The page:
Palm Sunday of the Lord’s Passion (A)

Palm Sunday of the Lord’s Passion (A)

Palm Sunday of the Lord's Passion (A)

Lectionary: 35 and 38

At The Procession With Palms – Gospel Mt  21, 1-11

When Jesus and the disciples drew near Jerusalem

and came to Bethphage on the Mount of Olives,

Jesus sent two disciples, saying to them,

“Go into the village opposite you,

and immediately you will find an ass tethered,

and a colt with her.

Untie them and bring them here to me.

And if anyone should say anything to you, reply,

‘The master has need of them.’

Then he will send them at once.”

This happened so that what had been spoken through the prophet

might be fulfilled:

Say to daughter Zion,

“Behold, your king comes to you,

meek and riding on an ass,

and on a colt, the foal of a beast of burden.”

The disciples went and did as Jesus had ordered them.

They brought the ass and the colt and laid their cloaks over them,

and he sat upon them.

The very large crowd spread their cloaks on the road,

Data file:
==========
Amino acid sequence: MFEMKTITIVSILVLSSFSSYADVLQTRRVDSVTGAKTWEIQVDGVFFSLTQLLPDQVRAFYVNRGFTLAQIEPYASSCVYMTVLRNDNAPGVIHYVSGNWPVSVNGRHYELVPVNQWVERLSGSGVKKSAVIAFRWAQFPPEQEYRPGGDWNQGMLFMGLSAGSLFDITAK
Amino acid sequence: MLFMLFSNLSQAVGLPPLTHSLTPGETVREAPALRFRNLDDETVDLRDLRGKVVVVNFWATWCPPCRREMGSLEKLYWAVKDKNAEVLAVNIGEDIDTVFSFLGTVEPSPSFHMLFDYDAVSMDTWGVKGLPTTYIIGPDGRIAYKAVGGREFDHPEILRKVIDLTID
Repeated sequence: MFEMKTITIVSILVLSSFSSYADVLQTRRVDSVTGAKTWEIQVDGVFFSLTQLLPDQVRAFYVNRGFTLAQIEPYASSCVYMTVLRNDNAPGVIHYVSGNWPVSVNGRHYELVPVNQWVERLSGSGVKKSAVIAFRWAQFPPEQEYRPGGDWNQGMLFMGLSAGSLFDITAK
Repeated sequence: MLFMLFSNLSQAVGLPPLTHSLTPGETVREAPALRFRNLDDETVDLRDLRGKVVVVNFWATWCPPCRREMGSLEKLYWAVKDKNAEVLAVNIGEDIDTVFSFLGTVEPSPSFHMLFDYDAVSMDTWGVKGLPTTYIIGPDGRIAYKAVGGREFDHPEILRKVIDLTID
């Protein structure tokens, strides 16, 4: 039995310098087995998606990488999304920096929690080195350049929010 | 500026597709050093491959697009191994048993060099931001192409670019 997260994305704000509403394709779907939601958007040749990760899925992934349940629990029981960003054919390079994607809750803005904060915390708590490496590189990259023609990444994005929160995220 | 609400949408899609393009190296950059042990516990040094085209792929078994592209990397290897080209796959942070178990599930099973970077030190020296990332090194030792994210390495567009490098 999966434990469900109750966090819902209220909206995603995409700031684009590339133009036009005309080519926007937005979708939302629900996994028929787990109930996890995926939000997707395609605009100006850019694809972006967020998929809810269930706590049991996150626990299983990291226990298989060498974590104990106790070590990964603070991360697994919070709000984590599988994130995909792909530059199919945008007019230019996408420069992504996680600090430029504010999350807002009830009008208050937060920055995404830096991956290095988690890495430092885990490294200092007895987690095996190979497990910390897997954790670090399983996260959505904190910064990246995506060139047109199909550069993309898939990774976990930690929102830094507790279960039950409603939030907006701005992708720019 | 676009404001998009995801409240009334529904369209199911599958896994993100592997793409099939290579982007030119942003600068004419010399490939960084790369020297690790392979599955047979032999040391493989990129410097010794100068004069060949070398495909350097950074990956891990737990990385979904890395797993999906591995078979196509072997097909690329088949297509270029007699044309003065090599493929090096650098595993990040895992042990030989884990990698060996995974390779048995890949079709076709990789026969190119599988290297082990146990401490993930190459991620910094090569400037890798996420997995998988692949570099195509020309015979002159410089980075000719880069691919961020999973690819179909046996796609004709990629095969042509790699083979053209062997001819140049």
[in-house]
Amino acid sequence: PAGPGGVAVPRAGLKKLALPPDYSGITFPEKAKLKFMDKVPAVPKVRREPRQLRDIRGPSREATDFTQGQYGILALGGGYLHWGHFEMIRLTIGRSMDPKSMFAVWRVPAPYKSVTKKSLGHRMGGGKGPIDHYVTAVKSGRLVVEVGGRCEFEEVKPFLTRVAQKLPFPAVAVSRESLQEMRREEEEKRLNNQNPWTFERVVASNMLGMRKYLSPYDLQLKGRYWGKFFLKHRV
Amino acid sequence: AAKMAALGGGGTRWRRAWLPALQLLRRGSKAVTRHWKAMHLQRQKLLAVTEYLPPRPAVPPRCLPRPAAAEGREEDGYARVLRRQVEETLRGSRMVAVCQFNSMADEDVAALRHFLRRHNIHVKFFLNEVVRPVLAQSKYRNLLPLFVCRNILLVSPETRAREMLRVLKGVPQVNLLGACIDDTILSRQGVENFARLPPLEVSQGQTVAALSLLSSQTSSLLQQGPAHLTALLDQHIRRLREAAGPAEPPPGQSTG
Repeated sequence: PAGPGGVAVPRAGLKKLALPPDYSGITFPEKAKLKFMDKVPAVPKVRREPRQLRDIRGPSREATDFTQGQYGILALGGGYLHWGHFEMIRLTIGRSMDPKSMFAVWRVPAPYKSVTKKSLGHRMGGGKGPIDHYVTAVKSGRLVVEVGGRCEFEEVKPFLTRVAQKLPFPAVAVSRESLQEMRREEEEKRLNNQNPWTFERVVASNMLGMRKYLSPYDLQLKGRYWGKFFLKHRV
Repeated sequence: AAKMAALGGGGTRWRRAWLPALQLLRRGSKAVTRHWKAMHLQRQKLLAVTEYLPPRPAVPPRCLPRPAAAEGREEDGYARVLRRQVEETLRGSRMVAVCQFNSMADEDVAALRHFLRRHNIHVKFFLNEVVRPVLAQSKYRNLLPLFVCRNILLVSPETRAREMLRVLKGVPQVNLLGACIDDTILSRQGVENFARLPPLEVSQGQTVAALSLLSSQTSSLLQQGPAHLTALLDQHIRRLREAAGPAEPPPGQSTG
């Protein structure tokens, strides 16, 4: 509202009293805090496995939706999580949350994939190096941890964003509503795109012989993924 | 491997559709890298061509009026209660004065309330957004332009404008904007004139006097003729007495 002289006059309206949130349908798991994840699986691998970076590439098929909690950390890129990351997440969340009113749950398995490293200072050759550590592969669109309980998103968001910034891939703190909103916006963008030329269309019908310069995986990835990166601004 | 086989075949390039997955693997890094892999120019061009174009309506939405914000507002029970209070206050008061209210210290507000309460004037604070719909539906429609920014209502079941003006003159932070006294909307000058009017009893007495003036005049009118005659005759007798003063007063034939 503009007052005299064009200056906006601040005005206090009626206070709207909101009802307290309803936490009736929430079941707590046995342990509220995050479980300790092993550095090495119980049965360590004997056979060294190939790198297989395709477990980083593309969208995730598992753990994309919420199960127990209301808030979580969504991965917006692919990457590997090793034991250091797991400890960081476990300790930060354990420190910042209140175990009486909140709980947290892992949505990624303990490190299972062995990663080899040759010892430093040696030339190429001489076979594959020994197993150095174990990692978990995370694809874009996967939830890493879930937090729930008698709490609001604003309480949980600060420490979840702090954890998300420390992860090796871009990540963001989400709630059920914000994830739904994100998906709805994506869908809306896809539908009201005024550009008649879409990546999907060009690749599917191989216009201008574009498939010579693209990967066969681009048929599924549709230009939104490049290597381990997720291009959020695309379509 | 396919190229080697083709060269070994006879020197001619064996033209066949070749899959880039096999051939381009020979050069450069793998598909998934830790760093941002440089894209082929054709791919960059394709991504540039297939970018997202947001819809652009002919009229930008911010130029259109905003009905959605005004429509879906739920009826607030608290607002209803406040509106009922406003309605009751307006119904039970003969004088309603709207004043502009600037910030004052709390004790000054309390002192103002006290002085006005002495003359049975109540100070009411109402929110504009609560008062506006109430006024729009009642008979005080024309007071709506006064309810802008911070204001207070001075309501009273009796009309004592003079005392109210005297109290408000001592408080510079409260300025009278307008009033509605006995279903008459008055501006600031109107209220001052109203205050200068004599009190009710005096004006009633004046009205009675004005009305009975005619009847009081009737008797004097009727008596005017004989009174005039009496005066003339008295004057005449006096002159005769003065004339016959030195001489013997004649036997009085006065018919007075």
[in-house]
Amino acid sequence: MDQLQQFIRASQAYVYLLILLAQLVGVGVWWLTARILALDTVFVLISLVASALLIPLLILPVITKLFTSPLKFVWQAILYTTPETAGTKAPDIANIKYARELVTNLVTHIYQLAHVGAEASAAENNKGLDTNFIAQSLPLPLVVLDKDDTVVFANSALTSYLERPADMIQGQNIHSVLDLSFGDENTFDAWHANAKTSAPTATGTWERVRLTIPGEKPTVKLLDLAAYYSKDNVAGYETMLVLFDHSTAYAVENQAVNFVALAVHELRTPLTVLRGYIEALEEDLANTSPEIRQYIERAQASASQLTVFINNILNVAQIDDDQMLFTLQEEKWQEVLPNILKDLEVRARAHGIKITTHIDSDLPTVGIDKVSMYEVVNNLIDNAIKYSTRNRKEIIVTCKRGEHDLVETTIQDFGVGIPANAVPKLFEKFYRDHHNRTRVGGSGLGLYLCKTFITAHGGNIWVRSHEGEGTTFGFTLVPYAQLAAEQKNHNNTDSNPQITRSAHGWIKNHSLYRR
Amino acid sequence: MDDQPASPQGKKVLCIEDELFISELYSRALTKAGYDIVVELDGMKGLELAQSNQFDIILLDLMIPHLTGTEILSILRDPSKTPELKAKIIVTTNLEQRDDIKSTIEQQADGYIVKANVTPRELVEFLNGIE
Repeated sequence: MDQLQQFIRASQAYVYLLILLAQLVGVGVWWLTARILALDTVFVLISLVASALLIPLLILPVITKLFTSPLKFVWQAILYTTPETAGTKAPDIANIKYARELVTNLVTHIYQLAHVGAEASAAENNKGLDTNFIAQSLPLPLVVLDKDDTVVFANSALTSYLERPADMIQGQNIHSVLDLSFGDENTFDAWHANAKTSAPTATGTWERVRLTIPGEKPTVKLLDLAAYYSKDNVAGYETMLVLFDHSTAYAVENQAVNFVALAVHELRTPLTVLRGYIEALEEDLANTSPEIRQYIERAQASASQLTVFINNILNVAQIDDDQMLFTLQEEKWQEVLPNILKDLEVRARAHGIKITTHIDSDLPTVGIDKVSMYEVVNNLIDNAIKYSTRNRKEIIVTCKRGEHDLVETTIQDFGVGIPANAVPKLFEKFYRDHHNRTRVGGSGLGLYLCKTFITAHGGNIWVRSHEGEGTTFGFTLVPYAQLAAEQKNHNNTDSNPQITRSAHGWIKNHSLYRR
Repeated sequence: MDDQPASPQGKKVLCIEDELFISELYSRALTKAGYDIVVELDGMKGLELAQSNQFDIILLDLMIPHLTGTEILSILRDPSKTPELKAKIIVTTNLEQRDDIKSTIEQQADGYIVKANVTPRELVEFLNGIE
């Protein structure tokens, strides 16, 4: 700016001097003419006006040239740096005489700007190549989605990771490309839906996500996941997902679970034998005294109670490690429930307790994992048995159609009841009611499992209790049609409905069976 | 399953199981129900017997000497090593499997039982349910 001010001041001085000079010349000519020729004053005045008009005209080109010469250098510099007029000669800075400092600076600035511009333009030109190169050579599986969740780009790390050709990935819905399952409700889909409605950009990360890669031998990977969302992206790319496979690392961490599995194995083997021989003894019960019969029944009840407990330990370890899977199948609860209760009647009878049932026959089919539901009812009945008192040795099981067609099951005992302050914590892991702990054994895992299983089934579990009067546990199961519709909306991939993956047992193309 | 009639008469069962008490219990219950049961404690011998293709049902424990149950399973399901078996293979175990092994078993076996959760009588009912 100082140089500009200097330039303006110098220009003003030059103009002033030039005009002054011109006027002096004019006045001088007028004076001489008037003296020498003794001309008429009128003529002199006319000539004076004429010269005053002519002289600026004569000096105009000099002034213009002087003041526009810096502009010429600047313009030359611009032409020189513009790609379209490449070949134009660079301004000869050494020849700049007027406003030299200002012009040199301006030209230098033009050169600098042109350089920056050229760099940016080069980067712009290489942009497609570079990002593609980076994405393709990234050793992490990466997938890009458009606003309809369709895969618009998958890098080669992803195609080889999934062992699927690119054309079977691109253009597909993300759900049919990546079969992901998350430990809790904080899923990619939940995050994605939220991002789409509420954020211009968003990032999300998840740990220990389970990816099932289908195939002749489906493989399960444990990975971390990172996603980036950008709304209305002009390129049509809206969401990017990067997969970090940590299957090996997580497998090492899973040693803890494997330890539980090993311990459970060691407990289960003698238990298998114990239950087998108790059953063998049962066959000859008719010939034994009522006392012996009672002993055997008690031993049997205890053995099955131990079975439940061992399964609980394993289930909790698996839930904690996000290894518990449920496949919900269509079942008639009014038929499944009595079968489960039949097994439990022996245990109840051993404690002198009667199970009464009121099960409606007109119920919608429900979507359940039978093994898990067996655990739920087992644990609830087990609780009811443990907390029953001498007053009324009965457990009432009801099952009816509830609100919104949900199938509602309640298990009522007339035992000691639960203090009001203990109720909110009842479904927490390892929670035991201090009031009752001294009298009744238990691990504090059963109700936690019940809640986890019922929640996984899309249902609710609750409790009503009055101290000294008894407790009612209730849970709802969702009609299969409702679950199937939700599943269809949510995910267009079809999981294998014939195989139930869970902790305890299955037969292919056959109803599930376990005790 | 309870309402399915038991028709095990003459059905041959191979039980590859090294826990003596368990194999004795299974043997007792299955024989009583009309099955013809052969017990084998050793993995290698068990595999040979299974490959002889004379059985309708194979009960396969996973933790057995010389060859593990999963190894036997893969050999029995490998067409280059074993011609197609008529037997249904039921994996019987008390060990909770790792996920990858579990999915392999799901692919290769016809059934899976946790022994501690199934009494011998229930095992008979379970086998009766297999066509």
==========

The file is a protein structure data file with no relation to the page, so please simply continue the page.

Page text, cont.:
while others cut branches from the trees

and strewed them on the road.

The crowds preceding him and those following

kept crying out and saying:

“Hosanna to the Son of David;

blessed is the he who comes in the name of the Lord;

hosanna in the highest.”

And when he entered Jerusalem

the whole city was shaken and asked, “Who is this?”

And the crowds replied,

“This is Jesus the prophet, from Nazareth in Galilee.”

At The Mass

First Reading  ( 1Is 50, 4-7)

Palm Sunday of the Lord's Passion (A)

The Lord GOD has given me

a well-trained tongue,

that I might know how to speak to the weary

a word that will rouse them.

Morning after morning

he opens my ear that I may hear;

and I have not rebelled,

have not turned back.

I gave my back to those who beat me,

my cheeks to those who plucked my beard;

my face I did not shield

from buffets and spitting.

The Lord GOD is my help,

therefore I am not disgraced;

I have set my face like flint,

knowing that I shall not be put to shame.

Second Reading  (Pl 2, 6-11 )

Christ Jesus, though he was in the form of God,

did not regard equality with God

something to be grasped.

Rather, he emptied himself,

taking the form of a slave,

coming in human likeness;

and found human in appearance,

he humbled himself,

becoming obedient to the point of death,

even death on a cross.

Because of this, God greatly exalted him

and bestowed on him the name

which is above every name,